A 30-year-old bank worker presented to the eye clinic complaining of blurry vision at times that made his work difficult.
Diabetic retinopathy was diagnosed and he was shocked to learn that not only does he have diabetes, he also has microvascular complications already in his eyes. Most possibly his kidneys, heart, and brain are undergoing the same complication of diabetes.
Every two days the emergency department at the National Referral Hospital (NRH) saw a stroke or a heart attack emergency case, revealed Dr. Trina Sale the head of accidents and emergency at NRH in early 2020.
Every day the emergency department sees cases of non-communicable diseases (NCDs) patients coming in with urgent health issues and emergency complications.
Every day the surgical department at NRH does between 5 to 10 debridement for diabetic foot sepsis and other diabetic-related infections. Debridement is the procedure by which diabetic sores get cleaned from dead tissue in an attempt to allow healing to take place. The surgical team does 4 major limb amputations each week according to Dr. Scot Siota a senior surgeon at NRH back in early 2020. Examples of major limb amputations are below the knee and above-knee amputations.
Surgical inpatient stays for NCDs have a minimum of 20 days to a maximum of 100 plus days. A costly operational burden to NRH administration and operational budget.
The internal medicine department also sees NCD admissions having hospital stays from 14 days to more than 100 days as well according to sister in charge Florida Pratt. This was back in early 2020. The statistics can be higher now.
NCD admissions take up almost half of the total proportion of admitted patients at the NRH medical ward. A huge burden indeed.
Twenty years ago, this current state would have been unimaginable. People would have scoffed at this current situation if someone predicted it as such. It’s a hard reality for 2020/2021 and beyond in the Solomon Islands that most people do not realize.
Data from the 2015 Solomon Islands Steps Survey for diabetes showed that on average each Solomon Islander is only physically active 3 hours a day. It is also startling that at this current day and age only around 30% of all Solomon Islanders ever get a random sugar test done according to the same 2015 study. This does raise a lot of hard questions. Other findings in the same study revealed gross loopholes within our society that provide fertile ground for NCDs.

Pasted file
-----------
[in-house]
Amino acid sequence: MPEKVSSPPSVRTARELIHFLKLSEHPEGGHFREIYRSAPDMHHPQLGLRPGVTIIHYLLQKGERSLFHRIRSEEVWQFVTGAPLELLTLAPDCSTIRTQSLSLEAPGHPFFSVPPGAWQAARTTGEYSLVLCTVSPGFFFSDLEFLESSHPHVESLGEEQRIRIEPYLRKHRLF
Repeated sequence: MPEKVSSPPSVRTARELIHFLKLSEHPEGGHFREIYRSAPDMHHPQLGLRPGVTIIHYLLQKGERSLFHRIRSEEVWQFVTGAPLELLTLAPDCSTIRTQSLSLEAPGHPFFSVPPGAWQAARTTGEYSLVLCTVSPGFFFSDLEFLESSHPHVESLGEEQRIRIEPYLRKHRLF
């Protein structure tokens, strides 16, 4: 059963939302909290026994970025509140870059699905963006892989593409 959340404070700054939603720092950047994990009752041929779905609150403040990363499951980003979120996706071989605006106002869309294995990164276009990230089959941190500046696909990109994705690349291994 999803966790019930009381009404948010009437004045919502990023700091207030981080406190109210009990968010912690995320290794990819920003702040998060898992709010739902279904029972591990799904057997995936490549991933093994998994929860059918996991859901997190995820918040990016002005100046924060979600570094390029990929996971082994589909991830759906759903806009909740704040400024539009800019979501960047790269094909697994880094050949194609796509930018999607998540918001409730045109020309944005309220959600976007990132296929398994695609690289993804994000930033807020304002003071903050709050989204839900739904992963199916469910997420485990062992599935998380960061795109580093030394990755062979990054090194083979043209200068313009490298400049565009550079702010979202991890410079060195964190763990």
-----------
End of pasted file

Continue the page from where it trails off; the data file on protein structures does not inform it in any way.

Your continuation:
It is time that Solomon Islands government put in place actions and practices to ease the burden of NCDs. Perhaps we have trapped our economy into sole reliance on taxes from imported refined and processed foods and beverages rather than create a booming local agriculture sector? Why are imports of processed food so difficult to curb, avoid or reduce? Because it is addictive and it is a fast source of revenue through taxes and surcharges.
Perhaps we should invest more in the food industry, tourism and other sectors which can be a win for health and a win for the economy as well.
When the local revenue footprint is on import tax of processed food and beverages and other non-sustainable industries such as logging, it's only time until we have a crippled workforce due to NCDs and a handicapped economy relying on this crippled workforce. Yes, a vicious cycle that has a downward economic and developmental direction.
Much aid money and government money has been allocated and spent on NCD infrastructures and activities and yet we have only seen relatively little in regards to the money spent. This is because it's all about sustainability and maintaining a healthy NCD approach, rather than a one-off solution and event.
Currently, the government's focus is on COVID-19 and PG2023. NCDs should be placed on par with those two current government priorities. Nothing more and nothing less. We have the amazing 5,000 public servants housing project projected on Mamara. NCD infrastructure improvements and expansion would cater to more than 5,000 people with NCDs. We need to set our priorities for the future.
A much more sustainable effort is to collectively get our acts together and start from the basic, little by little until we have breathing space to enforce more tangible actions. Right now we are literally drowning in an NCD crisis, whether we like it or not.
Prevention is the cure, however, true prevention can only happen once a conducive healthy environment is provided. Without such directions from the government of the day, expect worse statistics within the next 5 years.
Life can be a gamble indeed, and in the Solomon Islands, we may be placing our last and final bets that will create the future for our generations. Let’s place those bets wisely and let us not gamble away the rights of our children.
By Dr. Claude Posala